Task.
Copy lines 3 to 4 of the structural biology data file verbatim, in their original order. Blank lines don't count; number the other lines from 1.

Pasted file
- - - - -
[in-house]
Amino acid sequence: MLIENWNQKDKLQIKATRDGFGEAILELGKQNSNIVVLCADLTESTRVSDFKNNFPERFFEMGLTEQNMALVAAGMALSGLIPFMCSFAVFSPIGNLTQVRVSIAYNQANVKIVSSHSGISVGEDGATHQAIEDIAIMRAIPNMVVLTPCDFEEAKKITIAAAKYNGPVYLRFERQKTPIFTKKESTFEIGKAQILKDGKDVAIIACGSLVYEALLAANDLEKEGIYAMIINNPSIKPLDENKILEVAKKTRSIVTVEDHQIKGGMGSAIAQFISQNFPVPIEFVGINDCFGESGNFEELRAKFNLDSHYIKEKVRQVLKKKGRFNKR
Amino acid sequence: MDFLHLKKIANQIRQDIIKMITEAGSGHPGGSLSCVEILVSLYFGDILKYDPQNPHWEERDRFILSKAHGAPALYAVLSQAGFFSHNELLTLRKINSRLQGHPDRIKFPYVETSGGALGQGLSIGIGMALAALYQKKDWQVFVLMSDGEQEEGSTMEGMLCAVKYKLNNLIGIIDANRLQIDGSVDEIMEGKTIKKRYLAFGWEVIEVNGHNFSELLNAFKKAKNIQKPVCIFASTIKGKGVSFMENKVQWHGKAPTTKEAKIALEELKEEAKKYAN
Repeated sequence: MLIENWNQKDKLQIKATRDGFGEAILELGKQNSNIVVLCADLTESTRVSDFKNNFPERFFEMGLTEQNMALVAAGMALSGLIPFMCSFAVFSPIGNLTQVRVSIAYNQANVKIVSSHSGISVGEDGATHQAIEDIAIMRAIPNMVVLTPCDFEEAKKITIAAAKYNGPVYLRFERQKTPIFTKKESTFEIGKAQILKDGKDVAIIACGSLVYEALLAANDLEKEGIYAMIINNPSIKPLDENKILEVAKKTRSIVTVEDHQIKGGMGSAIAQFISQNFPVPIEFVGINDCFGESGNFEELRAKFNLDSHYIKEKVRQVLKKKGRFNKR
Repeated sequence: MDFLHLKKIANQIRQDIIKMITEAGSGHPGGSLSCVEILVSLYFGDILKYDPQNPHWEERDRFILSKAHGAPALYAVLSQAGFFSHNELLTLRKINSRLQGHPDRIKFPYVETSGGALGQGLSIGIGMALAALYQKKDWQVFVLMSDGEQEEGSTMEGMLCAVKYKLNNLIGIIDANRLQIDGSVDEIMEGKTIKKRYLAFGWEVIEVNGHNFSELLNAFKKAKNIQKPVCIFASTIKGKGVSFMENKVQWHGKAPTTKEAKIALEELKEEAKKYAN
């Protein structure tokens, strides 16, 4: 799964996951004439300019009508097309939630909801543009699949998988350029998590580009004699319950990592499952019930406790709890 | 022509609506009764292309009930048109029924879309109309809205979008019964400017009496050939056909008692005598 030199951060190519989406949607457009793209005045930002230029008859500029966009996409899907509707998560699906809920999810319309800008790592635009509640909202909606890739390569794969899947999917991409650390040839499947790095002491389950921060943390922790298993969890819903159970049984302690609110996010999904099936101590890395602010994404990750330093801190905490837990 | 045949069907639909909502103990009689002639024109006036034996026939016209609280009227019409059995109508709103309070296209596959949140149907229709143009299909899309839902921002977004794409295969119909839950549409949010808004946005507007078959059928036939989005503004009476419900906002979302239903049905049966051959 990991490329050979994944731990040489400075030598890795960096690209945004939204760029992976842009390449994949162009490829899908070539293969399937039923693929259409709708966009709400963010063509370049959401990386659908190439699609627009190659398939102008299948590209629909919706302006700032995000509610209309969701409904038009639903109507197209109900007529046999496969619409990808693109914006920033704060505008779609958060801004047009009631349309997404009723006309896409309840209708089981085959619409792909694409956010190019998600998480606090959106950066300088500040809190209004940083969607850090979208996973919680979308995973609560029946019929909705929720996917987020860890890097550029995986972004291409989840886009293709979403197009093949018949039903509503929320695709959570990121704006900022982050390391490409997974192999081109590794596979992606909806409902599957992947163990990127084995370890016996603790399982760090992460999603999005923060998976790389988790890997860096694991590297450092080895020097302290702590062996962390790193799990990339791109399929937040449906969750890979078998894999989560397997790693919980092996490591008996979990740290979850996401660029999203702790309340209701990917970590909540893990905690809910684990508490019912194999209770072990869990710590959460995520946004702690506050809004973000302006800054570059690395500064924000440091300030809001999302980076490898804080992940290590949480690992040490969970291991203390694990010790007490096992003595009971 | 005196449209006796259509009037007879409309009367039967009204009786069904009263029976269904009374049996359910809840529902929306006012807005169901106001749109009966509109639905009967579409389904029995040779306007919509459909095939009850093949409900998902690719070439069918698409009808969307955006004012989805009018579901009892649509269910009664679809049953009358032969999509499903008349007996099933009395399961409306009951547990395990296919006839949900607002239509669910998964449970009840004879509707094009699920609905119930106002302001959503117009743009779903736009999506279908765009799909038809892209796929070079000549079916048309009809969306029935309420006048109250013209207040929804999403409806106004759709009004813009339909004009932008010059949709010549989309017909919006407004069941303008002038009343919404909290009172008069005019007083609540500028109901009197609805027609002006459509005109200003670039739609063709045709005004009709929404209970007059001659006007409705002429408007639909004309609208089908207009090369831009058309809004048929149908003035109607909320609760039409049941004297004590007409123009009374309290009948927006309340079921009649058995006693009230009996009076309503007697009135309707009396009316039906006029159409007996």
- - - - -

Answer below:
Amino acid sequence: MDFLHLKKIANQIRQDIIKMITEAGSGHPGGSLSCVEILVSLYFGDILKYDPQNPHWEERDRFILSKAHGAPALYAVLSQAGFFSHNELLTLRKINSRLQGHPDRIKFPYVETSGGALGQGLSIGIGMALAALYQKKDWQVFVLMSDGEQEEGSTMEGMLCAVKYKLNNLIGIIDANRLQIDGSVDEIMEGKTIKKRYLAFGWEVIEVNGHNFSELLNAFKKAKNIQKPVCIFASTIKGKGVSFMENKVQWHGKAPTTKEAKIALEELKEEAKKYAN
Repeated sequence: MLIENWNQKDKLQIKATRDGFGEAILELGKQNSNIVVLCADLTESTRVSDFKNNFPERFFEMGLTEQNMALVAAGMALSGLIPFMCSFAVFSPIGNLTQVRVSIAYNQANVKIVSSHSGISVGEDGATHQAIEDIAIMRAIPNMVVLTPCDFEEAKKITIAAAKYNGPVYLRFERQKTPIFTKKESTFEIGKAQILKDGKDVAIIACGSLVYEALLAANDLEKEGIYAMIINNPSIKPLDENKILEVAKKTRSIVTVEDHQIKGGMGSAIAQFISQNFPVPIEFVGINDCFGESGNFEELRAKFNLDSHYIKEKVRQVLKKKGRFNKR